This year, one of my goals is to cut down on grocery expenses by buying in-season produce. Since I’m doing the research anyway, I thought I would share it with you guys! Buying in season is more important than ever. It keeps grocery costs down and ensures food will supply the most nutrients.
For this month, be sure to also check out the October Produce Guide as well. Some of the produce for October will still be in season through November or even December. In fact, as it reaches the end of its growing season, some produce items may be priced even lower than they were at their peak as they try to sell the surplus!
Of course, what produce is in season can vary by region, so I focused on the Southwest in my research. If you are on the east coast, it should still apply, but some things vary. I also included recipes you can make with this month’s produce, so hopefully, it helps inspire your weekly menu this month!
Enjoy some fresh fall produce with some vibrant, gorgeous looking fruits and vegetables! I’ve included some of my top favorite produce items for November, as well as recipes for each one, so you can be inspired to eat healthfully this month.
This delightful root vegetable is a close cousin to the carrot and has a wonderful sweet flavor that especially shines when roasted. Parsnips pack a nutritional punch, providing a quarter of your daily recommended vitamin C and K.
Parsnips are also a rich source of potassium, which does wonders for lowering your blood pressure and keeping your heart healthy. Take advantage of this root veggie and try it out in the kitchen for added flavor and texture!
Check out some of these recipes from other dietitians featuring parsnips:
- Parsnip, Beet, and Goat Cheese Salad from Dietitian Jess
- Simply Roasted Parsnips with Rosemary from Jenny Shea Rawn
- Garlic Roasted Root Vegetable Fries from The Real Food Dietitians
Did you know this fun-to-eat fruit is technically a berry? Pomegranate seeds are surrounded by a juicy and delicious covering called an aril, which can also be used to make juice. Pomegranates contains a compound called punicalagin, a potent antioxidant, that is important in protecting heart health and reducing inflammation.
The health benefits of pomegranates are far reaching, from lowering blood pressure to reducing cancer risk! Pomegranates can be enjoyed on their own as a snack, or by incorporating them into sweet and savory dishes. A sprinkle of seeds on a yogurt bowl with granola provides a brightly colored breakfast or try mixing some into your favorite fall salad. So, what are you waiting for? Go ahead and enjoy these little gems this month!
Check out some of these recipes from other dietitians featuring pomegranates:
- Pomegranate and Dark Chocolate Cookies from Dietitian Debbie
- Pomegranate Avocado Quinoa Salad from Sharon Palmer
- Dark Chocolate Pomegranate Coins from Dietitian Jenn
Green onions, also known as scallions, are closely related to chives, onions, leeks, and shallots. This flavorful family of vegetables is known as alliums, and they contain cancer fighting compounds and antioxidants.
Green onions are also a great source of vitamin K, a crucial nutrient in promoting healthy bones and blood clotting. Green onions make a great addition to stir-fries, mashed potatoes, and salads. You can even grill green onions whole for a flavorful and crunchy side dish.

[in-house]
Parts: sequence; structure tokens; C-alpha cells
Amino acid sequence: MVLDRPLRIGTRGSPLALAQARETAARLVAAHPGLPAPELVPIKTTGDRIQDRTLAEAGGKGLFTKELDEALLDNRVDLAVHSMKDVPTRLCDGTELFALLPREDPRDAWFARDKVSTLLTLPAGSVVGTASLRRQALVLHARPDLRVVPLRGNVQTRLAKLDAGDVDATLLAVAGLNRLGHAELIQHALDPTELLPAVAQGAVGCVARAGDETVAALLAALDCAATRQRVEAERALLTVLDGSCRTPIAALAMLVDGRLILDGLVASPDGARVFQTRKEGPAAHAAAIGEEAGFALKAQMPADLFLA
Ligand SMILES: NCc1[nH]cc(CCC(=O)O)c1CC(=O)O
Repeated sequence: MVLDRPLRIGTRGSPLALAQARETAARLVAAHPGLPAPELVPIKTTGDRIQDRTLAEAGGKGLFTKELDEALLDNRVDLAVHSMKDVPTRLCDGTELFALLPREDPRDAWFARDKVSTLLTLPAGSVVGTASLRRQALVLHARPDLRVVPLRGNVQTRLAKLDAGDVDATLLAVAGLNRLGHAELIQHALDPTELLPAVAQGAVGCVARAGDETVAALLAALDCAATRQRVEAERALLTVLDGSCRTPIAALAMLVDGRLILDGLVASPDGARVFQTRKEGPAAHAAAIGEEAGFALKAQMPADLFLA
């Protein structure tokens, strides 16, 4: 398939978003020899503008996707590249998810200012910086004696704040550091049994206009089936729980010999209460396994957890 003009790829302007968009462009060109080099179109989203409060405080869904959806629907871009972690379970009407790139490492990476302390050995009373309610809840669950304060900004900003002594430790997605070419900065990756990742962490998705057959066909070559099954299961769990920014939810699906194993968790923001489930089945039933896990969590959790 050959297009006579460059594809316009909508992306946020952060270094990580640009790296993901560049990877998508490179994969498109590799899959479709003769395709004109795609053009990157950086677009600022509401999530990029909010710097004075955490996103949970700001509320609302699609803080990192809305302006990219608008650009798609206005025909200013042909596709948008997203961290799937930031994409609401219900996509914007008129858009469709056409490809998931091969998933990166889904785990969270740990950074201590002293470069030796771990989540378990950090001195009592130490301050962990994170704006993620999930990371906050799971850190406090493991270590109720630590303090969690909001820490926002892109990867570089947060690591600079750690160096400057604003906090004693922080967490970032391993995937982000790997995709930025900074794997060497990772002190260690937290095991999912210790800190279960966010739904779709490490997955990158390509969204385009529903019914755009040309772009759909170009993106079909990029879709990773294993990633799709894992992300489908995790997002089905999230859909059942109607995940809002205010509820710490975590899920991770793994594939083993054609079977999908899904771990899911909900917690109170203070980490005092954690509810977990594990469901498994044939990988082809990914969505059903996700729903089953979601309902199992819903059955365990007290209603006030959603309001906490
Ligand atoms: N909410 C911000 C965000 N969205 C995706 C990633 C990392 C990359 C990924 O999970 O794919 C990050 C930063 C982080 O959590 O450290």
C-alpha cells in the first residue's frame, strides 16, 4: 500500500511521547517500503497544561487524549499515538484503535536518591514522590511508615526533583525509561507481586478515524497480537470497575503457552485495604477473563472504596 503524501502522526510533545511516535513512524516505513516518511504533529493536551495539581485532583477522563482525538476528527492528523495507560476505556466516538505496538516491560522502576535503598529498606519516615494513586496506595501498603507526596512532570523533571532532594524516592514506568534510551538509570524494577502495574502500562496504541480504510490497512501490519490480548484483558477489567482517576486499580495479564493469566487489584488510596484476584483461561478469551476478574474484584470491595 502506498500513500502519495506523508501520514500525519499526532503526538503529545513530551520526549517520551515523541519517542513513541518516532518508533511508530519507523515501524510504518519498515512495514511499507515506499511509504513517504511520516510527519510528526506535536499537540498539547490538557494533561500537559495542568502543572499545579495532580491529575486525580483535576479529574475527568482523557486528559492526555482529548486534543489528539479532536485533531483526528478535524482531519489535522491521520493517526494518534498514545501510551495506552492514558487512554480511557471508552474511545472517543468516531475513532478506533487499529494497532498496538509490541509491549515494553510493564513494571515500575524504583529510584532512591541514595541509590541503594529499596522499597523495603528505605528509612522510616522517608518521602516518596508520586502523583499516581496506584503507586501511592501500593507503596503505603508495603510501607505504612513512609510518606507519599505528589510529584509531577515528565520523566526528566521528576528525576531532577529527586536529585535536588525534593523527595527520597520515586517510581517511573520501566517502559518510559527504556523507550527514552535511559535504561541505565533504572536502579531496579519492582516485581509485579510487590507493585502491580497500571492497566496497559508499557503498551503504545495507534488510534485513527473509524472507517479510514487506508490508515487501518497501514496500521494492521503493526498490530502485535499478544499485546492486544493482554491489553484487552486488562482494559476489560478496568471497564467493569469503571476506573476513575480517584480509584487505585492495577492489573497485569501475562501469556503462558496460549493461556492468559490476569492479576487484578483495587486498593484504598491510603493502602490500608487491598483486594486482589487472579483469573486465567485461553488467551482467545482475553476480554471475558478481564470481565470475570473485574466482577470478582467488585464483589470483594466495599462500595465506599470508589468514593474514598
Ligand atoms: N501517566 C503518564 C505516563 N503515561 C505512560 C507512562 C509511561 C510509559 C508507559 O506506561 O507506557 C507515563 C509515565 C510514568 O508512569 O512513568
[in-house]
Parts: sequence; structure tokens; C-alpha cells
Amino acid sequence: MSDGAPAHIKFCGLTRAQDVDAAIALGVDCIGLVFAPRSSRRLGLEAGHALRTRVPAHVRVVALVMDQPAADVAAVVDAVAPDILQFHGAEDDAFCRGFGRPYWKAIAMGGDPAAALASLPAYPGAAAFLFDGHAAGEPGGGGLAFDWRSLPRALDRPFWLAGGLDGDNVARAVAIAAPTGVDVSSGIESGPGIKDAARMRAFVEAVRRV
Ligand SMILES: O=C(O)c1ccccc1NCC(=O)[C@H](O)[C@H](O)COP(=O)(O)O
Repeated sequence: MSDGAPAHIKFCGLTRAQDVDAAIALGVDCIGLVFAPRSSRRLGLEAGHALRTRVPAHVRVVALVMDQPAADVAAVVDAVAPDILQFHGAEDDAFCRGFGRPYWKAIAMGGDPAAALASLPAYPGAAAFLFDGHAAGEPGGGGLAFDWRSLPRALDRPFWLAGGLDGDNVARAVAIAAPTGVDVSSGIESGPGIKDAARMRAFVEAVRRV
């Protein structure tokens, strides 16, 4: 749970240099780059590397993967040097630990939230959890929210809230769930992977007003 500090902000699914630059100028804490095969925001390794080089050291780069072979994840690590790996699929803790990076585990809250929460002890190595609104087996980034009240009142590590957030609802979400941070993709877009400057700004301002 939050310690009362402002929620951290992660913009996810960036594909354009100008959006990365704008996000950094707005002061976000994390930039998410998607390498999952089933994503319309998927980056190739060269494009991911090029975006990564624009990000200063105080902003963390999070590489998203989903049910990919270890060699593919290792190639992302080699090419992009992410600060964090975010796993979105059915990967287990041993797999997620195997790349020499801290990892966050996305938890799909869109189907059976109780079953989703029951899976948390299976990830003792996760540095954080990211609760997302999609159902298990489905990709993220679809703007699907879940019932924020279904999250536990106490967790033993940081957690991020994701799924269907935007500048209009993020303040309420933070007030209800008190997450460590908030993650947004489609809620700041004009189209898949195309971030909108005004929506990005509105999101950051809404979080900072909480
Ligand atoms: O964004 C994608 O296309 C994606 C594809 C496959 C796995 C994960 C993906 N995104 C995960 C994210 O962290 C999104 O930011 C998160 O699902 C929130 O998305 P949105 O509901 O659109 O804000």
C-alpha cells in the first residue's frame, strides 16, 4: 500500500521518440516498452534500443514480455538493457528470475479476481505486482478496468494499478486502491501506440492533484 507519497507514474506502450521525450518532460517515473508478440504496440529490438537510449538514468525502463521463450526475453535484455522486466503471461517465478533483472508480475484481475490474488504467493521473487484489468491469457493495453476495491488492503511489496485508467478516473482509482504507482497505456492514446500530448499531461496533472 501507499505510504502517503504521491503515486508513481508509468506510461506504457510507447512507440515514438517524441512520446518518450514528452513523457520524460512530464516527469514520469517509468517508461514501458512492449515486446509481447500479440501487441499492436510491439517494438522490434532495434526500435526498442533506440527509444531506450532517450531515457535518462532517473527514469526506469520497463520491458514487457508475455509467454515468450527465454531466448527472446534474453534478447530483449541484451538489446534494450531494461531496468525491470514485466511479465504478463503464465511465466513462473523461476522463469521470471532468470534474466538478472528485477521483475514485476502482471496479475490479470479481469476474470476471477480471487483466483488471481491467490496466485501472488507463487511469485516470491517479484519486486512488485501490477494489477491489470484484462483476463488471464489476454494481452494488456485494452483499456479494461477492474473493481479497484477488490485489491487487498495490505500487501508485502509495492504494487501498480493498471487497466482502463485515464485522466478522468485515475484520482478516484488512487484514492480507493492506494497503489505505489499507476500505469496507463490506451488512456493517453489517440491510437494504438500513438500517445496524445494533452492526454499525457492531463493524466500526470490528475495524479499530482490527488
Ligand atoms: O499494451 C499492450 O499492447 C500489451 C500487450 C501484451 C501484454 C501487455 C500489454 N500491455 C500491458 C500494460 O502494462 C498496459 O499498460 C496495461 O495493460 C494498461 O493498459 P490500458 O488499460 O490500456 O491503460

Check out some of my favorite recipes featuring green onions:
Click Here For More Green Onion Recipes >>
Pucker up! This sweet and sour citrus fruit is a tasty addition to many of your recipe staples. Grapefruit is one of the lowest-calorie fruits, but packs in a ton of nutrients, such as vitamins C and A. These antioxidants are especially important for aiding your immune system, which is even more important as we move into the colder months.
Some studies have suggested that grapefruit can help control insulin levels, leading to better blood sugar control and a reduced risk of type 2 diabetes. However, those on certain medications should be aware that a compound in grapefruit can cause negative interactions. For those who can eat it safely, grapefruit is a delicious fruit to enjoy on its own, paired with avocado or pressed into a juice.
Check out some of these recipes from other dietitians featuring grapefruit:
- Low Sugar Paloma from The Real Food Dietitians
- Grapefruit and Toasted Walnut Salad from The Nutty Nutritionist
- Easy Boiled Grapefruit from Marisa Moore Nutrition
Cilantro, also known as coriander, is a flavorful herb used to liven up many dishes around the world. It is rich in many potent compounds including antioxidants, enzymes that help lower blood sugar, and even antimicrobial compounds that can be used to fight foodborne illness. You may know someone who hates cilantro, claiming it tastes like soap.
This is actually due to a genetic variation that allows them to pick up the smell of a chemical in cilantro also found in soap! If you’re not a cilantro hater, there are so many easy ways to incorporate it into your diet. Use it to add flavor to Mexican, Indian, and Middle Eastern dishes. Or, try making a bright green sauce by combining cilantro with olive oil, garlic, and lime.
Check out some of my favorite recipes featuring cilantro:
Click Here For More Cilantro Recipes >>
More November Recipes to Make!
MORE PRODUCE GUIDES: